However, in the years leading up to and following her death in 1968, Blyton was re-cast as a writer of dubious merits and little credibility[9†]. A series of attacks by prominent librarians, educationalists, and journalists in the late 1950s and 1960s helped create a picture of Blyton as a self-important, over-indulged figure who had been given free rein over children’s literature for long enough[9†].

Despite the criticism, Blyton’s work continues to be popular. Her stories, filled with fun, adventure, and mystery, have left a lasting impact on children’s literature[9†][10†]. Her books implicitly shape the minds of young readers and are covertly censored in many ways[9†][10†]. But revising occasional words will usually not shift the values regarded as outdated in the text[9†][10†].

Blyton’s books made for great plays, offering children an alternative to star-studded pantomimes for the first time[9†][10†]. Her work has endured, with amendments, over the generations[9†][11†]. The debates around sexism, racism, Englishness, and middle-class ethos, which are very much part of the Blyton icon, are closely examined[9†][11†].

Personal Life

Enid Blyton was born in East Dulwich, London, to Thomas Carey Blyton, a salesman of cutlery, and Theresa Mary Harrison Blyton[2†]. She had a close relationship with her father, who inspired her towards art and writing and made her a nature lover[2†]. However, her relationship with her mother was turbulent[2†].

On 28 August 1924, Blyton married Major Hugh Alexander Pollock[2†][1†][5†]. After her marriage, she became a full-time writer[2†][5†]. The couple had two daughters, Gillian, born in 1931, and Imogen Mary, born in 1935[2†][5†]. However, her marriage to Pollock did not last, and they divorced in 1942[2†][1†].

Blyton then married surgeon Kenneth Fraser Darrell Waters in 1943[2†][1†]. She continued her prolific writing career throughout her personal life changes[2†][1†].

Blyton did a lot of work for charity and had a club for children which helped them to give money to charity[2†][8†][12†]. She died of Alzheimer’s disease in Hampstead, London[2†][8†][12†].

Conclusion and Legacy

Enid Blyton’s legacy is one of creativity, imagination, and a deep love of storytelling[13†]. Her contributions to children’s literature cannot be denied, and her books will continue to inspire and delight young readers for generations to come[13†]. She wrote incredible English books for children. Her books were famous and reached many places throughout the world[13†][14†]. Blyton in real life loved her family. Just like her dad, she enjoyed reading, writing, gardening, music, etc[13†][14†].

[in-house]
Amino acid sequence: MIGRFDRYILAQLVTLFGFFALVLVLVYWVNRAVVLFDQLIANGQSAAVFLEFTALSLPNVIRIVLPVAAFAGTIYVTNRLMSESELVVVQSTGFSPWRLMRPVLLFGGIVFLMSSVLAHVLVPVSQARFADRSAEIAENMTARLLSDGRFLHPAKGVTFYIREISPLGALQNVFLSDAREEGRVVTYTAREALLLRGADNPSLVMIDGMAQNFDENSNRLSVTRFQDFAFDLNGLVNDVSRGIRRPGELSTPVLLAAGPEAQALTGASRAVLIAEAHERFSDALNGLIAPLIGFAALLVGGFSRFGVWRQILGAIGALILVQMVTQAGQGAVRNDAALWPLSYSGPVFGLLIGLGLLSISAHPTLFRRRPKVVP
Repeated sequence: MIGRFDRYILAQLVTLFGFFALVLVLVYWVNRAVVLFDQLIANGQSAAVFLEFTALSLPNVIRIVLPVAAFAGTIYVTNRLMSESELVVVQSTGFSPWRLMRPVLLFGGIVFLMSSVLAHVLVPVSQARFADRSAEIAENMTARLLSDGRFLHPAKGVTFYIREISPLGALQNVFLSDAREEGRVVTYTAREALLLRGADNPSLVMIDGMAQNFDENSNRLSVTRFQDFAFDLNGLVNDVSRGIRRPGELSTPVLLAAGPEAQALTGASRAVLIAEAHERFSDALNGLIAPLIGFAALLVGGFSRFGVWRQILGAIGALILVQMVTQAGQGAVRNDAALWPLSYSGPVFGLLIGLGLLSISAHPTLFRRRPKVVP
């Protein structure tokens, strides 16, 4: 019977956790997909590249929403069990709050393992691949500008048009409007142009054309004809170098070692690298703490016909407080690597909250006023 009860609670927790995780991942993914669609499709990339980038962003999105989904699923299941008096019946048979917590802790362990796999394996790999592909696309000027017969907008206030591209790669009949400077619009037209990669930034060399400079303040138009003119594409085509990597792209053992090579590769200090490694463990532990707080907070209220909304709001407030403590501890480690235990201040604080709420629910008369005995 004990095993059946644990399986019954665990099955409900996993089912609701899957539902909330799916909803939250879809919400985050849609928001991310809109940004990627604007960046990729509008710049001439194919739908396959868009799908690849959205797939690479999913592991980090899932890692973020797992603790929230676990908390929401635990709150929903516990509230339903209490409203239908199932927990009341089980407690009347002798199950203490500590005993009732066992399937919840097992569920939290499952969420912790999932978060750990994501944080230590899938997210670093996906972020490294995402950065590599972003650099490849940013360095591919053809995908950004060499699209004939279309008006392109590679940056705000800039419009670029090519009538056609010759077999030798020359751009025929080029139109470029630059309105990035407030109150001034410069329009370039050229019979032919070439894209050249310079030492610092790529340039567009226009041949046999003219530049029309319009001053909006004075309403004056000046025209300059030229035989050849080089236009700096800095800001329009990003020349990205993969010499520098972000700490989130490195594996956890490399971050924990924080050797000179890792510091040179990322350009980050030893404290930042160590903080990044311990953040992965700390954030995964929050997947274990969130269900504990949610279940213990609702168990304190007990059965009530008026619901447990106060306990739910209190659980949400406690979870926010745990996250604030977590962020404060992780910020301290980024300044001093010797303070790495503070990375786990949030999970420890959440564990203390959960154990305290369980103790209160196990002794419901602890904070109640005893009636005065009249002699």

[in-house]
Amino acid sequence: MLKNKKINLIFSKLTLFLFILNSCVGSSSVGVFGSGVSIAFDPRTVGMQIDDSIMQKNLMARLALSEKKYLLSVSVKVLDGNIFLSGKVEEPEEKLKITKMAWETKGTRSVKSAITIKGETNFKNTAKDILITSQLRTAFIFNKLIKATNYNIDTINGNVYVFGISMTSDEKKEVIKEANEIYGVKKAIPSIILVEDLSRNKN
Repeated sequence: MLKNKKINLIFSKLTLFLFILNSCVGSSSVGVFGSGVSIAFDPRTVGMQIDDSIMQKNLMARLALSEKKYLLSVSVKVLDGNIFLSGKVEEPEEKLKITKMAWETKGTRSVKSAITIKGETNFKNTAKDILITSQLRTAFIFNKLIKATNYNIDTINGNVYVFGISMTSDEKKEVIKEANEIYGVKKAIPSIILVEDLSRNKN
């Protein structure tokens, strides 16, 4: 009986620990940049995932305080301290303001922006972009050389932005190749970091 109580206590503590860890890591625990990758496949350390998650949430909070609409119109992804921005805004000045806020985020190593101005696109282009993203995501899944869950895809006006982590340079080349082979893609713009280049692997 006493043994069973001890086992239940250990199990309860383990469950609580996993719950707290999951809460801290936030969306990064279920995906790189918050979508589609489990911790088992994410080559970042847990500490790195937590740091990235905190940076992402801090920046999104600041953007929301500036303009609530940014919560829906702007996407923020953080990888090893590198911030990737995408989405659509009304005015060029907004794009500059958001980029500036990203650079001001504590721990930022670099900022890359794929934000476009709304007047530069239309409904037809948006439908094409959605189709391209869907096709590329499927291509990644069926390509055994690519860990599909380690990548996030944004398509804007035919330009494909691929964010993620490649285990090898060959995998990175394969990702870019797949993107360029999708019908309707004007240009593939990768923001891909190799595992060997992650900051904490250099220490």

Despite the controversies and criticisms, her books have been worldwide bestsellers since the 1930s, selling more than 600 million copies[13†][1†]. Her books are still enormously popular and have been translated into ninety languages[13†][1†]. As of June 2019, Blyton held 4th place for the most translated author[13†][1†].

The story of Blyton’s life was dramatised in Enid, a BBC television film featuring Helena Bonham Carter in the title role[13†][1†]. It was first broadcast in the UK on BBC Four in 2009[13†][1†].

Overall, Blyton’s work has held a special place in the imagination of more children than any other author[13†][15†]. She still holds the record for the world’s largest-selling author of children’s books[13†][15†]. This is her legacy which will be cherished and valued always[13†][14†].

Key Information

References and Citations:

  1. Wikipedia (English) - Enid Blyton [website] - link
  2. The Famous People - Enid Blyton Biography [website] - link
  3. Britannica Kids - Enid Blyton [website] - link
  4. Britannica Kids - Enid Blyton [website] - link
  5. Local Histories - A Brief Biography of Enid Blyton [website] - link
  6. Britannica - Enid Blyton: British author [website] - link
  7. Famous Authors - Enid Blyton [website] - link
  8. Simple Wikipedia (English) - Enid Blyton [website] - link
  9. Springer Link - Blyton and the Critics [website] - link
  10. The Conversation - Enid Blyton – News, Research and Analysis – The Conversation – page 1 [website] - link
  11. Sheffield Hallam University Research Archive - Enid Blyton and the mystery of children's literature. [website] - link
  12. IMDb - Enid Blyton - Biography [website] - link
  13. RT Book Reviews - Discover the 20 Best Enid Blyton Books - Childhood Stories [website] - link
  14. Tutorials Point - Enid Blyton [website] - link
  15. ABC Australia - The lasting legacy of Enid Blyton - ABC listen [website] - link